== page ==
Goodbye ATS? U.S. Appeals Court Dismisses South African Apartheid ATS Case and Rejects Narrow Reading of Kiobel
The Second Circuit’s decision in Balintulo v. Daimler* (already discussed at length by John Bellinger at Lawfare) is one of the first major U.S.court opinions to apply the Supreme Court’s decision in Kiobel. It is pretty much a complete smackdown of the ATS plaintiffs, and for any hopes they might have that the Kiobel decision’s bar on extraterritoriality for ATS suits would be read narrowly. While they were at it, the Court pretty much kills every other kind of ATS lawsuit as well. In particular, it rejects the notion that mere corporate nationality in the U.S. would be enough to overcome the Kiobel bar. Here is a key passage (emphasis mine).
The Supreme Court’s Kiobel decision, the plaintiffs assert, “adopted a new presumption that ATS claims must ‘touch and concern’ the United States with ‘sufficient force’ to state a cause of action.” Plaintiffs Letter Br. 6 (quoting Kiobel, 133 S. Ct. at 1669). The plaintiffs read the opinion of the Court as holding only that “mere corporate presence” in the United States is insufficient for a claim to “touch and concern” the United States, but that corporate citizenship in the United States is enough. Id. at 11 (“[I]nternational law violations committed by U.S. citizens on foreign soil ‘touch and concern’ U.S. territory with ‘sufficient force’ to displace the Kiobel presumption.”). Reaching a conclusion similar to that of Justice Breyer and the minority of the Supreme Court in Kiobel, the plaintiffs argue that whether the relevant conduct occurred abroad is simply one prong of a multifactor test, and the ATS still reaches extraterritorial conduct when the defendant is an American national. Id. at 8–11.
We disagree. The Supreme Court expressly held that claims under the ATS cannot be brought for violations of the law of nations occurring within the territory of a sovereign other than the United States. Kiobel, 133 S. Ct. at 1662, 1668–69. The majority framed the question presented in these terms no fewer than three times; it repeated the same language, focusing solely on the location of the relevant “conduct” or “violation,” at least eight more times in other parts of its eightpage opinion; and it affirmed our judgment dismissing the plaintiffs’ claims because “all therelevant conduct took place outside the United States,” id. at 1669. Lower courts are bound by that rule and they are without authority to “reinterpret” the Court’s binding precedent in light of irrelevant factual distinctions, such as the citizenship of the defendants. See Agostini v. Felton, 521 U.S. 203, 237–38 (1997); see also Seminole Tribe of Fla. v. Florida, 517 U.S. 44, 66–67 (1996). Accordingly, if all the relevant conduct occurred abroad, that is simply the end of the matter under Kiobel.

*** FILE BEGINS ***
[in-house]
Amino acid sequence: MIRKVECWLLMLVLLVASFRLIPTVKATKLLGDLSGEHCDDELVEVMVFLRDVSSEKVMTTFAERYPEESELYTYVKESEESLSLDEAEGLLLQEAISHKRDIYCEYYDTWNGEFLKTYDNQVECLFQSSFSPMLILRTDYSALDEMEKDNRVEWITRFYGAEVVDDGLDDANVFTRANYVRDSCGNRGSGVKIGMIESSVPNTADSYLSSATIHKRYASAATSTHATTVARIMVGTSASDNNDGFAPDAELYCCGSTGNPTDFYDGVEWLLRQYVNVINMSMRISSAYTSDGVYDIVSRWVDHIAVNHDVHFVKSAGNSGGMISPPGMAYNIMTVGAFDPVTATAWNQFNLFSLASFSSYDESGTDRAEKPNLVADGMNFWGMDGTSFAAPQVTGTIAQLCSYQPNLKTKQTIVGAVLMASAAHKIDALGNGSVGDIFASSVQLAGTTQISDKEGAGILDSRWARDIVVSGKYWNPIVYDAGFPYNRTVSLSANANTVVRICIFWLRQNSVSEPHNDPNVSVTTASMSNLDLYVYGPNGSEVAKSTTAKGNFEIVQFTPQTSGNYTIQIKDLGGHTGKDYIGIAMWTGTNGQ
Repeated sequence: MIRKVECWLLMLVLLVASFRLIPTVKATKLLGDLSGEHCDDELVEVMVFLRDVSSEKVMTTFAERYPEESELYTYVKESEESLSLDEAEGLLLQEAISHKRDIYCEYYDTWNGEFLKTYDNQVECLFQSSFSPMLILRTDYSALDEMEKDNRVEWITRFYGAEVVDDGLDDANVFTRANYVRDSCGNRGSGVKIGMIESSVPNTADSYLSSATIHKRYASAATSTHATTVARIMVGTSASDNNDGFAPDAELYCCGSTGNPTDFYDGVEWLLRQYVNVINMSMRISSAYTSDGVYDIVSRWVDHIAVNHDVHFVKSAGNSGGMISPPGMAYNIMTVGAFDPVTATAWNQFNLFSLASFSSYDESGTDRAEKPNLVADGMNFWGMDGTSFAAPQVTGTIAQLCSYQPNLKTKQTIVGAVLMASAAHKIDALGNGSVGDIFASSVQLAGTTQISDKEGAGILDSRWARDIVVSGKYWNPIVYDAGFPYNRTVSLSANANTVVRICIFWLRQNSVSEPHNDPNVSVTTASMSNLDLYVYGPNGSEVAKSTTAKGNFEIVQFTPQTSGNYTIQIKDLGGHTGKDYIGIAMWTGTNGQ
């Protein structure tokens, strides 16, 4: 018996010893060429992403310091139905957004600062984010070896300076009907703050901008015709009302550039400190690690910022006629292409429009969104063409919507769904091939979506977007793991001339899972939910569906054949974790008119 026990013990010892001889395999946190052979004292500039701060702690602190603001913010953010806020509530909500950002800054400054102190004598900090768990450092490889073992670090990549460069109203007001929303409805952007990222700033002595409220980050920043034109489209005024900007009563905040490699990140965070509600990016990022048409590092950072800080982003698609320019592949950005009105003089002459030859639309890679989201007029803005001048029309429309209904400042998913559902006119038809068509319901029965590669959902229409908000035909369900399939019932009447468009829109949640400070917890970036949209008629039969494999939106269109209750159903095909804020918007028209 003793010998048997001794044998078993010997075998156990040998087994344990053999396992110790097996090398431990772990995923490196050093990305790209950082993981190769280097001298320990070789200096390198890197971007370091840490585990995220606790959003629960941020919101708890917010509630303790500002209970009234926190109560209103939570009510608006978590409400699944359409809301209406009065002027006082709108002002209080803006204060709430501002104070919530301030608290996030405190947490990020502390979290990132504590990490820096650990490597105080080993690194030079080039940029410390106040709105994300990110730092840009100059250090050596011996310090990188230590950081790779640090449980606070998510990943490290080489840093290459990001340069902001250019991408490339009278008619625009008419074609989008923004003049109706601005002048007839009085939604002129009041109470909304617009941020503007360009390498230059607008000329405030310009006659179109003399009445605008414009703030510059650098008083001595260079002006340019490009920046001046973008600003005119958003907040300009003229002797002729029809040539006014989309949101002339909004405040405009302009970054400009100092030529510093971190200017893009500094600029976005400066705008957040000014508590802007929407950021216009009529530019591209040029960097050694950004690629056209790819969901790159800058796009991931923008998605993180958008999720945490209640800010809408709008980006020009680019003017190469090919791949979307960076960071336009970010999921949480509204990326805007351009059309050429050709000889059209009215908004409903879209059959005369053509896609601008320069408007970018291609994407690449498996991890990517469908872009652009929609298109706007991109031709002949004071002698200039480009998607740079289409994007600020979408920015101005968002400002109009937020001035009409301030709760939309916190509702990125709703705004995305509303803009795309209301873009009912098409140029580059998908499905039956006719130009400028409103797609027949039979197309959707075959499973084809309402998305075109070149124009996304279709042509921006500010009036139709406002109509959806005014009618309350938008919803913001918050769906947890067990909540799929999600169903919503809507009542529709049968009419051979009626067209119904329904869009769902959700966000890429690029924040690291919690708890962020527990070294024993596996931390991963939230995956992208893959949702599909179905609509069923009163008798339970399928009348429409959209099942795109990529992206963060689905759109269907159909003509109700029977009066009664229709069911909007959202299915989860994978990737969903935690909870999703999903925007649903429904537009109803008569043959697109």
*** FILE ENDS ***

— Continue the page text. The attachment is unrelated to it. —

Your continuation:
The Second Circuit also dismissed the plaintiffs’ claim that the fact that there was some affirmative steps in support of the agents’ conduct in South Africa, this would be enough to displace the presumption. The key holding is that the conduct giving rise to the violation of the law of nations must occur in the U.S.
Finally, the plaintiffs argue that the defendants “took affirmative steps in this country to circumvent the sanctions regime, though discovery would be necessary to determine the full scope of such U.S.-based conduct.” … [But] The complaint alleges only vicarious liability of the defendant corporations based on the actions taken within South Africa by their South African subsidiaries. See In re South African Apartheid Litig., 617 F. Supp. 2d 228, 275 (S.D.N.Y. 2009) (“[A]llegations [of an agency relationship] are sufficiently plausible to allow this claim to proceed on a theory of vicarious liability.”). Because the defendants’ putative agents did not commit any relevant conduct within the United States giving rise to a violation of customary international law—that is, because the asserted “violation[s] of the law of nations occurr[ed] outside the United States,” Kiobel, 133 S. Ct. at 1669— the defendants cannot be vicariously liable for that conduct under the ATS.
I agree with the Court that this approach (“relevant conduct that violates the law of nations”) is the most natural reading of Kiobel, I am less confident it fits with the historical purpose of the ATS, which did seem to have a particular interest in providing remedies against U.S. nationals. Although it seems clear from the history that the ATS was largely aimed at U.S. nationals in United States territory, there seems some possibility that it would apply to the actions of U.S. nationals abroad.
In any event, this reading of Kiobel is pretty much everything corporate ATS defendants could ask for, especially U.S. ones that might have been uncertain about their status. I doubt the Supreme Court will revisit this anytime soon, so expect a spirited en banc petition to get this reversed by the full appeals court. If that doesn’t happen, the only remaining question is how much conduct in the U.S. would satisfy Kiobel (knowledge? active participation?). Balintulo doesn’t resolve that question.
It also doesn’t resolve whether Filartiga-like lawsuits involving foreign nationals who committed violations abroad but whom are now living in the U.S. can still be sued. Under Balintulo,I think the answer is no, which would mean the end of almost every ATS lawsuit against foreign government officials. If Balintulo is followed, the era of ATS lawsuits in the U.S. is coming to an end
*I forgot to note that Michael Ramsey and I, on behalf of a number of law professors, filed an amicus brief in Balintulo in support of the defendants.